An article in The Boroondara Standard Friday 26 June 1891 commenting on the impact of the trend of young women prefering not to be domestic servants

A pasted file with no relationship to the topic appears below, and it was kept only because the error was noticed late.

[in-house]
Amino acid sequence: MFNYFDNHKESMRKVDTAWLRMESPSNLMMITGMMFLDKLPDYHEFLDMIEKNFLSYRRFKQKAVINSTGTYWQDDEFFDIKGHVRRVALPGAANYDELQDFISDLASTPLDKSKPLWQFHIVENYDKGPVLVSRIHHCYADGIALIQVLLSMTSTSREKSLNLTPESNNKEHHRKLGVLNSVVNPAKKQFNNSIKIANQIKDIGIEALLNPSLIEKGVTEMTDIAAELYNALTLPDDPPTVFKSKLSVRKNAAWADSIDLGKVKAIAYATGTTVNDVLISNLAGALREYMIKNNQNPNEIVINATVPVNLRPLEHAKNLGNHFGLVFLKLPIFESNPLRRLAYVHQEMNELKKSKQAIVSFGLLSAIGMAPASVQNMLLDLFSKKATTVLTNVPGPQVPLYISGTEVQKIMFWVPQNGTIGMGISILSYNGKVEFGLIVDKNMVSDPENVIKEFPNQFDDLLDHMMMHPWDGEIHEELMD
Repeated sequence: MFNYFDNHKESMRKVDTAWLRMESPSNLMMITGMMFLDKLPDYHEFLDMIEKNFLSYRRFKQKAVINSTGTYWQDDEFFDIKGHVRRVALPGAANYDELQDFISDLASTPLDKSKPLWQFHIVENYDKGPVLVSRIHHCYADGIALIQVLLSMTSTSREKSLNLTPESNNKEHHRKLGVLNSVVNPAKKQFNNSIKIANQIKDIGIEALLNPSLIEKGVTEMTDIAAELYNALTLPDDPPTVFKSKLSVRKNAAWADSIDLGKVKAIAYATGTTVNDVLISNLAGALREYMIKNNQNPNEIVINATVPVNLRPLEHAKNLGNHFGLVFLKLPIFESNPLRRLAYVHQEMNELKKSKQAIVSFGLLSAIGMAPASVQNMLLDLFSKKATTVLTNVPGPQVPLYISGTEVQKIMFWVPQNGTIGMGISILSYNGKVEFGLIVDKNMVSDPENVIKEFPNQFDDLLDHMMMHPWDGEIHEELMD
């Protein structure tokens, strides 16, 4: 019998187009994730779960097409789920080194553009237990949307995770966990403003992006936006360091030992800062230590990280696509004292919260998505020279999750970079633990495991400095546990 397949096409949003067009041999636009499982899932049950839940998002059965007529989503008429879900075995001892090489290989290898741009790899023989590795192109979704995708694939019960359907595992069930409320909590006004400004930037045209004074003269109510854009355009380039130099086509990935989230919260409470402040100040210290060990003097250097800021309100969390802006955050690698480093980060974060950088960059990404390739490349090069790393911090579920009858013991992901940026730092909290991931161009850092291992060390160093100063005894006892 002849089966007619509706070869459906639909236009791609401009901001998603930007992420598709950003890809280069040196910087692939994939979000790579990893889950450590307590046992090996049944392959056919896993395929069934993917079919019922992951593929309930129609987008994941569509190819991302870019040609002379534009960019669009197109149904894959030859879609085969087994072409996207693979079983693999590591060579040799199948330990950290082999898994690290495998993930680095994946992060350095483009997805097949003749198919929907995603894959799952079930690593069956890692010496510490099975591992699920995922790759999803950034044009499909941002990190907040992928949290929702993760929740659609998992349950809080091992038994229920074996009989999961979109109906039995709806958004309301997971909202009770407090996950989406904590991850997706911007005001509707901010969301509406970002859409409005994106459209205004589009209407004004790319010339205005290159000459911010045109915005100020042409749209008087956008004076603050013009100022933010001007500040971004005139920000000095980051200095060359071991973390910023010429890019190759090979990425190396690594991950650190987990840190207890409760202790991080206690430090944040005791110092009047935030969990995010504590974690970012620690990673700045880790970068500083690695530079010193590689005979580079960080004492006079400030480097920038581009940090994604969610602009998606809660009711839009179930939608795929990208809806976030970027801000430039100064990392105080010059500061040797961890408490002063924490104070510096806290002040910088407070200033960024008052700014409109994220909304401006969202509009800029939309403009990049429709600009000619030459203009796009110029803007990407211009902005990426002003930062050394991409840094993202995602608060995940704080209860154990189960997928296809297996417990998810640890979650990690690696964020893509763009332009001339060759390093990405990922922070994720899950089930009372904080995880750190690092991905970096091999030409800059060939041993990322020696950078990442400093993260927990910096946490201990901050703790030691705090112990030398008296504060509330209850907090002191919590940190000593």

The distase (sic) amongst colonial girls for menial labour grows stronger every year, unfortunately for the country as well as for themselves. There is nothing degrading about honest labour, this however is not the opinion of the working classes, amongst whom their ideas of gentility rise with their means, consequently servants (both male and female) are at a premium, owing to their scarcity. Young girls shun service on being emacipated from their mothers apron strings, their great object being to get into a shop, their duties in which are not less agreeable, on account of the male element therein. Girls who ought to be learning their household duties, how to cook a dinner for their future husbands, which includes sending him to his mornings work with a good breakfast in him, and providing him with a clean and comfortable fire side after his work is done, and unless she knows enough of domestic economy to see to these things, she will never have or deserve to have a lover. The man, who with only a college education as a preparative, who would attempt the conduct of a printing office, would be ridiculed, and he who should apply for the place of foreman in a factory, knowing nothing of mechanics would be considered a lunatic, yet every day girls, without the least knowledge of housekeeping, take upon themselves the direction of some mans house without the faintest idea of knowing how to go about it, whereas she who can clean her own house and cook a dinner at need, is practically independent of servants, and if she has them, is able to direct them. German, Danish and French women of all ranks are instructed in household work, and cooking as carefully as many other branches of education, As for cooking, no woman ever regretted the time spent in learning it. The market is already overcrowded with shop girls, the ranks being recruited from the daughters of washerwomen, labourers wives and people of that class, who, thanks to the system of national education have acquired sufficient knowledge of arithmetic to tot up a few figures, dress like their betters, and to despise their parents – the pancity of domestic labour, will yet drive housekeepers to hotels, and is in fact now doing so.